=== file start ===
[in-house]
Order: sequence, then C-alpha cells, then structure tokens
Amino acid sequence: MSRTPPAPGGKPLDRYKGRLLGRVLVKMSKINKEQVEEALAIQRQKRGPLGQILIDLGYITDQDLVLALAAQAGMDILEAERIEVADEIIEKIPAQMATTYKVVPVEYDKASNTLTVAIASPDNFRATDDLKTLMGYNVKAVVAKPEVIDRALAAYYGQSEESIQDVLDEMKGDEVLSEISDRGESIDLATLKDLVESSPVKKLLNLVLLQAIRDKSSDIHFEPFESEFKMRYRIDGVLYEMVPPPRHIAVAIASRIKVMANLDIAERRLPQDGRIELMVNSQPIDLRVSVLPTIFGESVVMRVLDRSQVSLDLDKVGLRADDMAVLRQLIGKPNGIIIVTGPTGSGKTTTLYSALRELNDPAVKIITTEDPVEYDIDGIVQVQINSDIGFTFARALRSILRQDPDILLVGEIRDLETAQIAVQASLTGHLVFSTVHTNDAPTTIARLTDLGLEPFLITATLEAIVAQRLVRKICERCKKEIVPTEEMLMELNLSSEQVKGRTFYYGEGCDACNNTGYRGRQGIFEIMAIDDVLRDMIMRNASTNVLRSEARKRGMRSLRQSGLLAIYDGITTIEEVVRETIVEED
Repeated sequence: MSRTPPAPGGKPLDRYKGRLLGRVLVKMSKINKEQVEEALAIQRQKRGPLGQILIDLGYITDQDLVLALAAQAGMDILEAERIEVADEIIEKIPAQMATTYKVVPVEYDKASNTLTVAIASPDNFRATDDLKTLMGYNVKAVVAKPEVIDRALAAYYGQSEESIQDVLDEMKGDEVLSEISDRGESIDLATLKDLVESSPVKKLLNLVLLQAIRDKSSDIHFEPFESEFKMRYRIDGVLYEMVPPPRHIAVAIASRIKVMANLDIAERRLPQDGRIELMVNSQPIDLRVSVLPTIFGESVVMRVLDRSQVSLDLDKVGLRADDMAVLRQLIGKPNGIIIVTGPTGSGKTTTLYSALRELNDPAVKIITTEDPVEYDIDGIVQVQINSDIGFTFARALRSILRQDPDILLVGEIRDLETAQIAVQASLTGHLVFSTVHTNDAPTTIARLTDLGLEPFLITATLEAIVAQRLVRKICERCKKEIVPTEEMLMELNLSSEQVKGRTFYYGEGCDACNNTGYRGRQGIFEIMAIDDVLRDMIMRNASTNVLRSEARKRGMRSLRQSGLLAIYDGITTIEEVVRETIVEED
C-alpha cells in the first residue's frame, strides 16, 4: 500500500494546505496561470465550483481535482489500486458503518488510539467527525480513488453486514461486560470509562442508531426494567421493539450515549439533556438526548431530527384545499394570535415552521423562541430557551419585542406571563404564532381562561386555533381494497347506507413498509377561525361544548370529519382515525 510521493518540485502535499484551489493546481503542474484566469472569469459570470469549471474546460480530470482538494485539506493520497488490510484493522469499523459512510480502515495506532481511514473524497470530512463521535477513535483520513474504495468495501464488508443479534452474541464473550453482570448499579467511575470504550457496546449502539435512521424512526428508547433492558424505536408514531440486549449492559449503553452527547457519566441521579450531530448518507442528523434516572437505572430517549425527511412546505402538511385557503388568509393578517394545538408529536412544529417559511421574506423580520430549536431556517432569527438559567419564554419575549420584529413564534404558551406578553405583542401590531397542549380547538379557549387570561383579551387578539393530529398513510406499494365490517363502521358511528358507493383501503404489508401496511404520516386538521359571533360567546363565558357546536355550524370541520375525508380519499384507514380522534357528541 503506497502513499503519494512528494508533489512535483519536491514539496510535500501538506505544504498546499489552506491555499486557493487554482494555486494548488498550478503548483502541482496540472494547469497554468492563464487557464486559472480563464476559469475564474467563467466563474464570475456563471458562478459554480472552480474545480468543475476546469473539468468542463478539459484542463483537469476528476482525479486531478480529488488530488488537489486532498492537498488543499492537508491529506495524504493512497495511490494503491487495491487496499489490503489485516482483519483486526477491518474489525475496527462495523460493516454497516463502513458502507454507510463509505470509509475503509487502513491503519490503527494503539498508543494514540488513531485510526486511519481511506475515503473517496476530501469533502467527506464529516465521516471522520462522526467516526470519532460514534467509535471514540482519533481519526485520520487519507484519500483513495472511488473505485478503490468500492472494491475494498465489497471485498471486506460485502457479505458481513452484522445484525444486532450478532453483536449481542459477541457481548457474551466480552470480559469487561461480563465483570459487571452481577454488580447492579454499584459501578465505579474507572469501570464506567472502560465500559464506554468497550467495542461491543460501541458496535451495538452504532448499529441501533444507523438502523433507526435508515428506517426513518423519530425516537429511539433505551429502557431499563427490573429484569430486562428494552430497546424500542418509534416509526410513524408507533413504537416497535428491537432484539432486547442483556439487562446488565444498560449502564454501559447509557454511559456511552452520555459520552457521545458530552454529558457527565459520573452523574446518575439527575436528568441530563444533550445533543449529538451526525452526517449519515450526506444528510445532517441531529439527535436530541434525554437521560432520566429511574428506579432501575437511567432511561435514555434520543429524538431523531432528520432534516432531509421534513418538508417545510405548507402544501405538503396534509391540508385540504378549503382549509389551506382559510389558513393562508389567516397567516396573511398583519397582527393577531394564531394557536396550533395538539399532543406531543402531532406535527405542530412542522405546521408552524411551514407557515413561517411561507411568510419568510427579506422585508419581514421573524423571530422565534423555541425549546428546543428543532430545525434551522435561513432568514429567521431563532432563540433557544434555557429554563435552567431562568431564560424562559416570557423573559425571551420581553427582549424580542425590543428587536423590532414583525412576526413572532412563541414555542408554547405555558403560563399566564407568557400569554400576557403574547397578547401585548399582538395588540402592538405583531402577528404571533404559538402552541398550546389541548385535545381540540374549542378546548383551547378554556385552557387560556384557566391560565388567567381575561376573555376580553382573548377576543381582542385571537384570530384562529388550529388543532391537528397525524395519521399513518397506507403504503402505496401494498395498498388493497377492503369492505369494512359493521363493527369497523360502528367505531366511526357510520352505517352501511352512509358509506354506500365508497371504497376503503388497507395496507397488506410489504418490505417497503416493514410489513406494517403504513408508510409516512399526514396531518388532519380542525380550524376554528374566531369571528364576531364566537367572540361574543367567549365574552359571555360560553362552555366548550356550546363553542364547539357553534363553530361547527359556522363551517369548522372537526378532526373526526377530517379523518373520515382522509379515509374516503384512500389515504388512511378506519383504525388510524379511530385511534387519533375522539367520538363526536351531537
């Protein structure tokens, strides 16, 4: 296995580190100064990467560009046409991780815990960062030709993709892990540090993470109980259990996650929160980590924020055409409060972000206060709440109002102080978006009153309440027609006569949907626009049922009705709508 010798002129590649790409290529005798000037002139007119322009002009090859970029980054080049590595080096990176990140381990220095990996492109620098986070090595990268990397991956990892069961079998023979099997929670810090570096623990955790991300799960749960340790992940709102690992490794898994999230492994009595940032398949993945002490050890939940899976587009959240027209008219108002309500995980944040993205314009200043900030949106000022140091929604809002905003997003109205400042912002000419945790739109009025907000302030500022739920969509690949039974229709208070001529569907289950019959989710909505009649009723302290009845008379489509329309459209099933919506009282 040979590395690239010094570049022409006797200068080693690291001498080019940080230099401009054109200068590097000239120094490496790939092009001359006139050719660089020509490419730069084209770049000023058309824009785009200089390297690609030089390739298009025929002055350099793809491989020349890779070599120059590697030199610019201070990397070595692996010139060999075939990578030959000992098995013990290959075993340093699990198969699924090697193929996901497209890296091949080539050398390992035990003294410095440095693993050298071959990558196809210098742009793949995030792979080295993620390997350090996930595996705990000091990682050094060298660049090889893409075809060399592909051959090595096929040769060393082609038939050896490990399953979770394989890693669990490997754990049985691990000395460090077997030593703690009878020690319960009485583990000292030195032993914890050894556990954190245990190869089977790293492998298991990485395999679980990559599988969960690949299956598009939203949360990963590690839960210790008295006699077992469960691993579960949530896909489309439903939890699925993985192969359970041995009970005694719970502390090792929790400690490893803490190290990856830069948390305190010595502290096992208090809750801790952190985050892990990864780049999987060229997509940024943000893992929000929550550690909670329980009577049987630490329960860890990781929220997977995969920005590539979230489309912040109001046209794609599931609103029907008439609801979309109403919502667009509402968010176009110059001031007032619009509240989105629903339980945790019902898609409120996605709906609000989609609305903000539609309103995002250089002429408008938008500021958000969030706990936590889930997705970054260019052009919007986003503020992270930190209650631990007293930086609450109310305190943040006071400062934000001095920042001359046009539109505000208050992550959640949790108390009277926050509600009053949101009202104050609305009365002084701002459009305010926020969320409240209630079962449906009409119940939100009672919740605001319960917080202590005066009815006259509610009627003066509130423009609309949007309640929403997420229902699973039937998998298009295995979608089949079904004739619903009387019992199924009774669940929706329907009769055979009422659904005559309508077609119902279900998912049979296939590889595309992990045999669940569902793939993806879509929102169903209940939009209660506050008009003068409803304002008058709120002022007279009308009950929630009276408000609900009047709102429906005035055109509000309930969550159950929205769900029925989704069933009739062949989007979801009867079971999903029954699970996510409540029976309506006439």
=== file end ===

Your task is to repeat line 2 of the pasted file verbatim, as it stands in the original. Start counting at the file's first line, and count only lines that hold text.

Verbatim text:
Order: sequence, then C-alpha cells, then structure tokens